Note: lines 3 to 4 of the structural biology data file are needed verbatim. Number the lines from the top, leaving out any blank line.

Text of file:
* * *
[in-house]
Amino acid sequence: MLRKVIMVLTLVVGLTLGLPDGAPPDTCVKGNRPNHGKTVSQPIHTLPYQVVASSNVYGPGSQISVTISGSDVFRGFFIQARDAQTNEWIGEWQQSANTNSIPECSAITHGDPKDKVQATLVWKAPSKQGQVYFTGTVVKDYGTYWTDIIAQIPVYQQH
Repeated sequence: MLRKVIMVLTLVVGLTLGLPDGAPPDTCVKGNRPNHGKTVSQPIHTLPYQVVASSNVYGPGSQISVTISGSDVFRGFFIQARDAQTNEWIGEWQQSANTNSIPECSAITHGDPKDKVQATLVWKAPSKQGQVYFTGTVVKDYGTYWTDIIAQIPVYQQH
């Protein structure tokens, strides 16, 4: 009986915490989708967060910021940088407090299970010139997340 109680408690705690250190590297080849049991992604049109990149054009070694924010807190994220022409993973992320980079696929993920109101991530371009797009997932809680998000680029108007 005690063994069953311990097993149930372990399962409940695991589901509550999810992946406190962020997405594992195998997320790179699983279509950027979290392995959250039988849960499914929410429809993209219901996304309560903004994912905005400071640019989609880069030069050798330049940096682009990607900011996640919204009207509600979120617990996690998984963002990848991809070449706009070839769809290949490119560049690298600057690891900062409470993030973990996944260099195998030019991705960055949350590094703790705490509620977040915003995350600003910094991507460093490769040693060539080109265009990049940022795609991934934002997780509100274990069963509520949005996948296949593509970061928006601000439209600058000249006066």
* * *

Repeated sequence: MLRKVIMVLTLVVGLTLGLPDGAPPDTCVKGNRPNHGKTVSQPIHTLPYQVVASSNVYGPGSQISVTISGSDVFRGFFIQARDAQTNEWIGEWQQSANTNSIPECSAITHGDPKDKVQATLVWKAPSKQGQVYFTGTVVKDYGTYWTDIIAQIPVYQQH
């Protein structure tokens, strides 16, 4: 009986915490989708967060910021940088407090299970010139997340 109680408690705690250190590297080849049991992604049109990149054009070694924010807190994220022409993973992320980079696929993920109101991530371009797009997932809680998000680029108007 005690063994069953311990097993149930372990399962409940695991589901509550999810992946406190962020997405594992195998997320790179699983279509950027979290392995959250039988849960499914929410429809993209219901996304309560903004994912905005400071640019989609880069030069050798330049940096682009990607900011996640919204009207509600979120617990996690998984963002990848991809070449706009070839769809290949490119560049690298600057690891900062409470993030973990996944260099195998030019991705960055949350590094703790705490509620977040915003995350600003910094991507460093490769040693060539080109265009990049940022795609991934934002997780509100274990069963509520949005996948296949593509970061928006601000439209600058000249006066």